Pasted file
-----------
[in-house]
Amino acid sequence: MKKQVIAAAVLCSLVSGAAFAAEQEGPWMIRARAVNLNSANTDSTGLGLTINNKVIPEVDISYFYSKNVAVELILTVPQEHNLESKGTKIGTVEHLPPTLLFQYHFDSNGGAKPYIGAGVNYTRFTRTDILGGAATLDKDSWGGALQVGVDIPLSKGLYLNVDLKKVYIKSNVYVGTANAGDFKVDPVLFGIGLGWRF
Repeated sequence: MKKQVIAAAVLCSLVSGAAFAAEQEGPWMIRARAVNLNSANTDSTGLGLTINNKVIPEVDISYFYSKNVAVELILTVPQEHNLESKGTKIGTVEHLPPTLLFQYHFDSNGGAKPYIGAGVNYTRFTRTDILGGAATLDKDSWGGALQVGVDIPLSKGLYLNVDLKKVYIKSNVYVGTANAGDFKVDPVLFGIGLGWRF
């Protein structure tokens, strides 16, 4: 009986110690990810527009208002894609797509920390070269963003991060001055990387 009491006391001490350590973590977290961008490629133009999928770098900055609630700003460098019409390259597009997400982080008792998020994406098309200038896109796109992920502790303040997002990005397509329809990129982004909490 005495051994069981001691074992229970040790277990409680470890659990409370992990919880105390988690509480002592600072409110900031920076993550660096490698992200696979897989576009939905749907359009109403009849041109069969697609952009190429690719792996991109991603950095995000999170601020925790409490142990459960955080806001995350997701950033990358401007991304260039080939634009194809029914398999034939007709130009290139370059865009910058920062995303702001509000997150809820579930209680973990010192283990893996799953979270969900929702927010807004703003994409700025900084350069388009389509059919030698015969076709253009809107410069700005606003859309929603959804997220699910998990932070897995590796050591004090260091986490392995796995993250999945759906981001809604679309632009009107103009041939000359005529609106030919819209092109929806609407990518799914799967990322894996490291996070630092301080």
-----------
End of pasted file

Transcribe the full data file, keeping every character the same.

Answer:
[in-house]
Amino acid sequence: MKKQVIAAAVLCSLVSGAAFAAEQEGPWMIRARAVNLNSANTDSTGLGLTINNKVIPEVDISYFYSKNVAVELILTVPQEHNLESKGTKIGTVEHLPPTLLFQYHFDSNGGAKPYIGAGVNYTRFTRTDILGGAATLDKDSWGGALQVGVDIPLSKGLYLNVDLKKVYIKSNVYVGTANAGDFKVDPVLFGIGLGWRF
Repeated sequence: MKKQVIAAAVLCSLVSGAAFAAEQEGPWMIRARAVNLNSANTDSTGLGLTINNKVIPEVDISYFYSKNVAVELILTVPQEHNLESKGTKIGTVEHLPPTLLFQYHFDSNGGAKPYIGAGVNYTRFTRTDILGGAATLDKDSWGGALQVGVDIPLSKGLYLNVDLKKVYIKSNVYVGTANAGDFKVDPVLFGIGLGWRF
């Protein structure tokens, strides 16, 4: 009986110690990810527009208002894609797509920390070269963003991060001055990387 009491006391001490350590973590977290961008490629133009999928770098900055609630700003460098019409390259597009997400982080008792998020994406098309200038896109796109992920502790303040997002990005397509329809990129982004909490 005495051994069981001691074992229970040790277990409680470890659990409370992990919880105390988690509480002592600072409110900031920076993550660096490698992200696979897989576009939905749907359009109403009849041109069969697609952009190429690719792996991109991603950095995000999170601020925790409490142990459960955080806001995350997701950033990358401007991304260039080939634009194809029914398999034939007709130009290139370059865009910058920062995303702001509000997150809820579930209680973990010192283990893996799953979270969900929702927010807004703003994409700025900084350069388009389509059919030698015969076709253009809107410069700005606003859309929603959804997220699910998990932070897995590796050591004090260091986490392995796995993250999945759906981001809604679309632009009107103009041939000359005529609106030919819209092109929806609407990518799914799967990322894996490291996070630092301080």